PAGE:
Northrop Grumman and Britain’s Royal Air Force have successfully completed a communications interoperability trial involving both F-35B Lightning II and Typhoon FGR4 aircraft, via an Airborne Gateway developed by Northrop Grumman.
The two-week trial, named Babel Fish III, funded by the Ministry of Defence (MOD), was recently conducted in airspace above the upper Mojave Desert, Calif., as part of the RAF’s Exercise High Rider.
During the trial, the Northrop Grumman Airborne Gateway connected the fifth-generation F-35B, which communicates using the stealthy Multifunction Advanced Data Link, and the fourth-generation Typhoon, by translating MADL messages to Link 16 format. Link 16 is the U.S. and NATO military tactical data link used by some military aircraft, ships and ground forces to communicate and exchange tactical data. The F-35 and the Typhoon can communicate directly via Link 16 but previously could not communicate or share certain fifth-generation information.
This is the first time non-U.S. fifth- and fourth-generation aircraft have shared MADL delivered data and is an important demonstration of interoperability as the UK moves closer to initial operating capability of its F-35 Lightning II Force in late 2018.
“Being able to network sensor data between fifth-generation and fourth-generation fast-jets and other battlespace assets in a stealthy manner is critically important to enabling the full capability offered by fifth-generation aircraft,” said Andrew Tyler, chief executive, Northrop Grumman Europe. “We are pleased to have played our part in this successful trial, the output of which will help the MOD to broaden its understanding of the effect that can be generated by its fifth-generation combat-air fleet.”
“I have been enormously impressed both by the collegiate effort to make the Babel Fish III trial happen so successfully, and the specific outcomes of the trial,” said Air Commodore Linc Taylor, Senior Responsible Owner, for the UK’s F-35 Program. “This marks another great step forward in interoperability between our fourth- and fifth- generation aircraft, putting the RAF at the forefront of this work. We plan to continue to understand and develop where the most capability and interoperability benefit lies through a series of future trials along similar lines.”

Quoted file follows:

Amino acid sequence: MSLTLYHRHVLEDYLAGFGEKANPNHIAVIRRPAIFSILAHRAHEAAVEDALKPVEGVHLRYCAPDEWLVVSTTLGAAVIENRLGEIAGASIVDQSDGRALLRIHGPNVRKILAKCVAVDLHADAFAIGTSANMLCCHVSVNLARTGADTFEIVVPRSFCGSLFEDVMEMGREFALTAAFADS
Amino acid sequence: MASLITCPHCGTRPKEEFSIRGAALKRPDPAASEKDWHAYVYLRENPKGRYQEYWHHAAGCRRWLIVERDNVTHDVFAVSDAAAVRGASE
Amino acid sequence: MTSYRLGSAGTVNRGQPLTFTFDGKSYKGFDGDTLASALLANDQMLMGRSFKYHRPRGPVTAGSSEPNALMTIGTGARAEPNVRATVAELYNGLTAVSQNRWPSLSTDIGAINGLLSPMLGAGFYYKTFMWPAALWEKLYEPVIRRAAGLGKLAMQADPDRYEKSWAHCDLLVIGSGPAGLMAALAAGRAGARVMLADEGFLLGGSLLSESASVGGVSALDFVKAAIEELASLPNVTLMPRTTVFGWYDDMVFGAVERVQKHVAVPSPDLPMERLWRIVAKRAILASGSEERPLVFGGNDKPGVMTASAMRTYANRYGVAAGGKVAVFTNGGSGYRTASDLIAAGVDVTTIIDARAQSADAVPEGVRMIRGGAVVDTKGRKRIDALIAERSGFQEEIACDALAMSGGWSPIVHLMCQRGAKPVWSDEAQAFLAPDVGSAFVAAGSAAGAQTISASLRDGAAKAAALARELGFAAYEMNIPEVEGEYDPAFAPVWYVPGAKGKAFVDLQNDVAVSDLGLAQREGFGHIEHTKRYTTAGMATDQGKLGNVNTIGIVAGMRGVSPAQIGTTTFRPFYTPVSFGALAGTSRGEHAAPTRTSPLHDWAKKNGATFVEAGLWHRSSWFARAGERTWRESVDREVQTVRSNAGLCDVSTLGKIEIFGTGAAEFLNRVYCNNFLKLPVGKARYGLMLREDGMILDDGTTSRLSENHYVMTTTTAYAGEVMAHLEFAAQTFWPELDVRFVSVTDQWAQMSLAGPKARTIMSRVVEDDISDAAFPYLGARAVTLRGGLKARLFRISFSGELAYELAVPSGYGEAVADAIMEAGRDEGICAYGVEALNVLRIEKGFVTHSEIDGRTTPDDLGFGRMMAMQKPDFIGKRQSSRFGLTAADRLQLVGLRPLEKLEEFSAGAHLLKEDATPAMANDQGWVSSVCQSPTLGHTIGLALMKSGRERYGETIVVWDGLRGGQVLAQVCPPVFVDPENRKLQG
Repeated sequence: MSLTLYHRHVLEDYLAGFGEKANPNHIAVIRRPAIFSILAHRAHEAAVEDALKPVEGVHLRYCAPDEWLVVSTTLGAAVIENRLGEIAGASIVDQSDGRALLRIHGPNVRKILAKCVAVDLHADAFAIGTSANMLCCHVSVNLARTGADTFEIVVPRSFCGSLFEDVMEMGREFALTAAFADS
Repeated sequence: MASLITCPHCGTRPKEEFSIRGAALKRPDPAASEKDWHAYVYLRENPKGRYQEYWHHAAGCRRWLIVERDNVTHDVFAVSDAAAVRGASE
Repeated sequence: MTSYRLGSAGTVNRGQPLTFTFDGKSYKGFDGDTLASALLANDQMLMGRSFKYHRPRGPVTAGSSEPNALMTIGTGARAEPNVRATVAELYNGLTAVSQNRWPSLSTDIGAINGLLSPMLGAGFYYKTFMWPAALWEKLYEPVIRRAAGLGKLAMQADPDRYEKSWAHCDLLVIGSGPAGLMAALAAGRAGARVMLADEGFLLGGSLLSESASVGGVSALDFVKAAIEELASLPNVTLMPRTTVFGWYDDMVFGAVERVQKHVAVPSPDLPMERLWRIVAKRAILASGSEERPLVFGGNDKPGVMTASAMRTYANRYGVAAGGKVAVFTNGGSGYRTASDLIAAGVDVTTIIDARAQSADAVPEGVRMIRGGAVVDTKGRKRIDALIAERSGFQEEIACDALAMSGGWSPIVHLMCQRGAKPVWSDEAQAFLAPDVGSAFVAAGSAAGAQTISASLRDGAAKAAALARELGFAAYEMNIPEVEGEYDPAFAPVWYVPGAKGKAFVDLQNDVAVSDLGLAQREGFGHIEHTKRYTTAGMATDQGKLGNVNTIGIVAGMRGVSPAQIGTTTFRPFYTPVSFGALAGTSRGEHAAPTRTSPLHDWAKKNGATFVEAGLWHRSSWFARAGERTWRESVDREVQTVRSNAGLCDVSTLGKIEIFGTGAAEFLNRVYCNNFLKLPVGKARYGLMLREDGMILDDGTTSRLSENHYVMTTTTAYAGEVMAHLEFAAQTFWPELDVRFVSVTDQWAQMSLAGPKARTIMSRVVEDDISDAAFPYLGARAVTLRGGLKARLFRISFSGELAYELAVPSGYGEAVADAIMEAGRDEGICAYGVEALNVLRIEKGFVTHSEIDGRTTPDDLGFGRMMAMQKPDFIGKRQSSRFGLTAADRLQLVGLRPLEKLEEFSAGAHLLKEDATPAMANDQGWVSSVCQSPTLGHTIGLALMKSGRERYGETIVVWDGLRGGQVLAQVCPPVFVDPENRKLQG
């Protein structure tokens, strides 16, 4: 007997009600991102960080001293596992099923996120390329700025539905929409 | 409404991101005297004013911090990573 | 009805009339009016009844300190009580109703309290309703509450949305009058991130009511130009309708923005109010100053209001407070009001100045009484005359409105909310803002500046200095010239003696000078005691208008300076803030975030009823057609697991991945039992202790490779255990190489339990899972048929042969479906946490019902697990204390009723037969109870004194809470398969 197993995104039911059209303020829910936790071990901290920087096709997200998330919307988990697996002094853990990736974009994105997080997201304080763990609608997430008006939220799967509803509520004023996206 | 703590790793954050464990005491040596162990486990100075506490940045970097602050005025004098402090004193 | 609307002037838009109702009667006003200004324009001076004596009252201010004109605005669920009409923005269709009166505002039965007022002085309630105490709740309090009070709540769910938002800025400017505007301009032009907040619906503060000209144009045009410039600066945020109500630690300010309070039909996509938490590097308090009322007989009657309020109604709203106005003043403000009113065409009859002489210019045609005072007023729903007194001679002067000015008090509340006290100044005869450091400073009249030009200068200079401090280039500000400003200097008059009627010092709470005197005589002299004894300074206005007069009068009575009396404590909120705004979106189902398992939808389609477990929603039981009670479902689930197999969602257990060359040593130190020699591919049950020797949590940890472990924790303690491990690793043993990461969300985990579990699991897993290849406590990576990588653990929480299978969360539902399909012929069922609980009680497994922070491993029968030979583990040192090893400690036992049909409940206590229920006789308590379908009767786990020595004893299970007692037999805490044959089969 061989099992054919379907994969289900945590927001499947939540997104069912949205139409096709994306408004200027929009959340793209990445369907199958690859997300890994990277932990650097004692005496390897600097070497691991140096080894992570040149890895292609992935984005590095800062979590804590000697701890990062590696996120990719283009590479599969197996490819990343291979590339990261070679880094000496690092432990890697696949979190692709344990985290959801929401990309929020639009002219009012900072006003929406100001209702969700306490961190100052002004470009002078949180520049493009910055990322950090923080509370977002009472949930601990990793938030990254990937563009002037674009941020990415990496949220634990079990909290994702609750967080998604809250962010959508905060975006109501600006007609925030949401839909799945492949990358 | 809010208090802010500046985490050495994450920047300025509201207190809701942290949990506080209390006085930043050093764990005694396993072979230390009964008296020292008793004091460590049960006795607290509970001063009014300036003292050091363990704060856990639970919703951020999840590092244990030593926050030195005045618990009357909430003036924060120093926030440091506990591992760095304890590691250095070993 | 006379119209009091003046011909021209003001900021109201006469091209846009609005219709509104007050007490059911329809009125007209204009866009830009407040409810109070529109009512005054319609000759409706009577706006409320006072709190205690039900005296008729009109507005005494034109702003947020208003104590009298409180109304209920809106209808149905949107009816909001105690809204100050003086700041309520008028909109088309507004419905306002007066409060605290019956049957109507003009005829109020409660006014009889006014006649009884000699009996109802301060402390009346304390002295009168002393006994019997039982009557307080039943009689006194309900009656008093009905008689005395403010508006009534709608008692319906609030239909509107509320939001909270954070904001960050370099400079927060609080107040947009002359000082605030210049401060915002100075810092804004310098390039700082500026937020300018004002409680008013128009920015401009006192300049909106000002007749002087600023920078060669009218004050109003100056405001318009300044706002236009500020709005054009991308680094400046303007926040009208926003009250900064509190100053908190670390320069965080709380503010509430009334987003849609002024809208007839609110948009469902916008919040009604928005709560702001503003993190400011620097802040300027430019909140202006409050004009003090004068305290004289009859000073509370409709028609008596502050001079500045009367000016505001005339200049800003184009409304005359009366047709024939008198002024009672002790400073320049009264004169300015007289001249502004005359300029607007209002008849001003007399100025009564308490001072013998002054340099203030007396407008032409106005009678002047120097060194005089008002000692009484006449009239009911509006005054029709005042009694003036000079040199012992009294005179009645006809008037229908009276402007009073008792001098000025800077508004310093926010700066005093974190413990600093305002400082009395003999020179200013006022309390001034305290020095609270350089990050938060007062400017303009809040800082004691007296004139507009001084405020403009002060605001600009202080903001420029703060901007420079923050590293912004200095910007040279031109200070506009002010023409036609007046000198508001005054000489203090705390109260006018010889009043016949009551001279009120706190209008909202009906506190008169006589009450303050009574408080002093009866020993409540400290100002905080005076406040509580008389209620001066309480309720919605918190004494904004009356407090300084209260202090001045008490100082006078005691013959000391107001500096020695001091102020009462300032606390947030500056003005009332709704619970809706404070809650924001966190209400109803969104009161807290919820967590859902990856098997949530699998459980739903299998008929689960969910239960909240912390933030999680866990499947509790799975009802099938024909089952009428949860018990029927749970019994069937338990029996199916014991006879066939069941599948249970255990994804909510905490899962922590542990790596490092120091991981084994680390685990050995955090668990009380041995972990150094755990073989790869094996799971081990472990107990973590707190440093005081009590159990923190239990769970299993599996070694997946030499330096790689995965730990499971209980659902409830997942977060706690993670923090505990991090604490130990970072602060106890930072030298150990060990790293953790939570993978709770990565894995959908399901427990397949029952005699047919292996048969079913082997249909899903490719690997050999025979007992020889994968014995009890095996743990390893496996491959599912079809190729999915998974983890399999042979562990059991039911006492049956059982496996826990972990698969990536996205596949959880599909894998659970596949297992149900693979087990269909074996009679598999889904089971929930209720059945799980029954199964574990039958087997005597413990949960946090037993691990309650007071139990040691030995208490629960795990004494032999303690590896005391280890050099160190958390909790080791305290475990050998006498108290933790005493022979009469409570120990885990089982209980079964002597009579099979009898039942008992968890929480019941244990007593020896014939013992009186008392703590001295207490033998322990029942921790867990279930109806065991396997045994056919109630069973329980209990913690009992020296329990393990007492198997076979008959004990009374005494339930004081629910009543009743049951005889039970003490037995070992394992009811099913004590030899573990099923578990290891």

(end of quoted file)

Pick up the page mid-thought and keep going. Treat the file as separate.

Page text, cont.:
Bridging this fifth-to-fourth generation platform interoperability gap was made possible by the inclusion of a Northrop Grumman Freedom 550™ software-defined radio in the Airborne Gateway. The Freedom 550™ is derived from the integrated communications, navigation and identification avionics suite the company developed and manufactures for the F-35; it was validated under the Jetpack Joint Capability Technology Demonstration programme, an effort sponsored by the Office of the Secretary of Defense and U.S. Air Force that concluded in 2014.
Northrop Grumman’s Airborne Gateway translates and relays information from various sources across diverse platforms and domains to enhance interoperability, situational awareness, communications and coordination for warfighters in the air, on the ground and at sea. The system is derived from the combat-proven airborne communications node that Northrop Grumman provides to the U.S. Air Force.
Northrop Grumman deployed a similar Airborne Gateway capability in March 2016 to support Australia’s Exercise Jericho Dawn 16-3, successfully demonstrating the powerful effects of integrated air and land operations during this live-fire exercise.